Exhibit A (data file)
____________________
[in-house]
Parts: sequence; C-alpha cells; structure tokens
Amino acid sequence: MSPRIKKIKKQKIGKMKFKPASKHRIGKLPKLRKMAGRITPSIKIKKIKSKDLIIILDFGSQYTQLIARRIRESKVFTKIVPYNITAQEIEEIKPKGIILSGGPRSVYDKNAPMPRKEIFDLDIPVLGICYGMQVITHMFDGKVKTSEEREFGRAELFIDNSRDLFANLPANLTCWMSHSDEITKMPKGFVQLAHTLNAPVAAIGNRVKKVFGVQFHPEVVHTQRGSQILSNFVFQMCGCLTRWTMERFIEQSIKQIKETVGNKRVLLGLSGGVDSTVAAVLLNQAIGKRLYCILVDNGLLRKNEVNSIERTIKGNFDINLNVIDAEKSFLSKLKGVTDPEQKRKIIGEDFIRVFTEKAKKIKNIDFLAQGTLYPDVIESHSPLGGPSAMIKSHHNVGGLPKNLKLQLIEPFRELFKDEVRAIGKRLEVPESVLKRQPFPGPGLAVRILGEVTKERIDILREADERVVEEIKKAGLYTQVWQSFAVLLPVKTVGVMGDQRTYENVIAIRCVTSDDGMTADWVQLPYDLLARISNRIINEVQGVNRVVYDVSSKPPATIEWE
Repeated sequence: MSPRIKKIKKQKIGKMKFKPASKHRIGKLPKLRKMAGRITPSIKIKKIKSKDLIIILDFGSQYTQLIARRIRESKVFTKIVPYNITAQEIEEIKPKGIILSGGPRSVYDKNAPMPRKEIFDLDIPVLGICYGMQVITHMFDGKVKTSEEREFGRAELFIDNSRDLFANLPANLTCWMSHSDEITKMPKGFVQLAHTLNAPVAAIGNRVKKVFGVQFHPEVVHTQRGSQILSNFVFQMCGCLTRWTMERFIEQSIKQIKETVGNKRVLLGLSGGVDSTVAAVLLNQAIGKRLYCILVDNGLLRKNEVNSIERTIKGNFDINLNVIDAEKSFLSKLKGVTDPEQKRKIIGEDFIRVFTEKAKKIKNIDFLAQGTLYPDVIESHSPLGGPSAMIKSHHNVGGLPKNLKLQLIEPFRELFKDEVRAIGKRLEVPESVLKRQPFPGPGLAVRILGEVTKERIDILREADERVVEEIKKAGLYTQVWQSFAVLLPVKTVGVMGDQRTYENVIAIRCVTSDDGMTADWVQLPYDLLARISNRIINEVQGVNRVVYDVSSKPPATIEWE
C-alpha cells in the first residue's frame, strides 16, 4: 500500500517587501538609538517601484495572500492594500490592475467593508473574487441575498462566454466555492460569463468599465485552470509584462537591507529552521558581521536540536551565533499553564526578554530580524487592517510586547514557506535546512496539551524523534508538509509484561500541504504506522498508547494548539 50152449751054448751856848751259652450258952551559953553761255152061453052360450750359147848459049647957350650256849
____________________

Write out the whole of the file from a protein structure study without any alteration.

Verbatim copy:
[in-house]
Parts: sequence; C-alpha cells; structure tokens
Amino acid sequence: MSPRIKKIKKQKIGKMKFKPASKHRIGKLPKLRKMAGRITPSIKIKKIKSKDLIIILDFGSQYTQLIARRIRESKVFTKIVPYNITAQEIEEIKPKGIILSGGPRSVYDKNAPMPRKEIFDLDIPVLGICYGMQVITHMFDGKVKTSEEREFGRAELFIDNSRDLFANLPANLTCWMSHSDEITKMPKGFVQLAHTLNAPVAAIGNRVKKVFGVQFHPEVVHTQRGSQILSNFVFQMCGCLTRWTMERFIEQSIKQIKETVGNKRVLLGLSGGVDSTVAAVLLNQAIGKRLYCILVDNGLLRKNEVNSIERTIKGNFDINLNVIDAEKSFLSKLKGVTDPEQKRKIIGEDFIRVFTEKAKKIKNIDFLAQGTLYPDVIESHSPLGGPSAMIKSHHNVGGLPKNLKLQLIEPFRELFKDEVRAIGKRLEVPESVLKRQPFPGPGLAVRILGEVTKERIDILREADERVVEEIKKAGLYTQVWQSFAVLLPVKTVGVMGDQRTYENVIAIRCVTSDDGMTADWVQLPYDLLARISNRIINEVQGVNRVVYDVSSKPPATIEWE
Repeated sequence: MSPRIKKIKKQKIGKMKFKPASKHRIGKLPKLRKMAGRITPSIKIKKIKSKDLIIILDFGSQYTQLIARRIRESKVFTKIVPYNITAQEIEEIKPKGIILSGGPRSVYDKNAPMPRKEIFDLDIPVLGICYGMQVITHMFDGKVKTSEEREFGRAELFIDNSRDLFANLPANLTCWMSHSDEITKMPKGFVQLAHTLNAPVAAIGNRVKKVFGVQFHPEVVHTQRGSQILSNFVFQMCGCLTRWTMERFIEQSIKQIKETVGNKRVLLGLSGGVDSTVAAVLLNQAIGKRLYCILVDNGLLRKNEVNSIERTIKGNFDINLNVIDAEKSFLSKLKGVTDPEQKRKIIGEDFIRVFTEKAKKIKNIDFLAQGTLYPDVIESHSPLGGPSAMIKSHHNVGGLPKNLKLQLIEPFRELFKDEVRAIGKRLEVPESVLKRQPFPGPGLAVRILGEVTKERIDILREADERVVEEIKKAGLYTQVWQSFAVLLPVKTVGVMGDQRTYENVIAIRCVTSDDGMTADWVQLPYDLLARISNRIINEVQGVNRVVYDVSSKPPATIEWE
C-alpha cells in the first residue's frame, strides 16, 4: 500500500517587501538609538517601484495572500492594500490592475467593508473574487441575498462566454466555492460569463468599465485552470509584462537591507529552521558581521536540536551565533499553564526578554530580524487592517510586547514557506535546512496539551524523534508538509509484561500541504504506522498508547494548539 50152449751054448751856848751259652450258952551559953553761255152061453052360450750359147848459049647957350650256849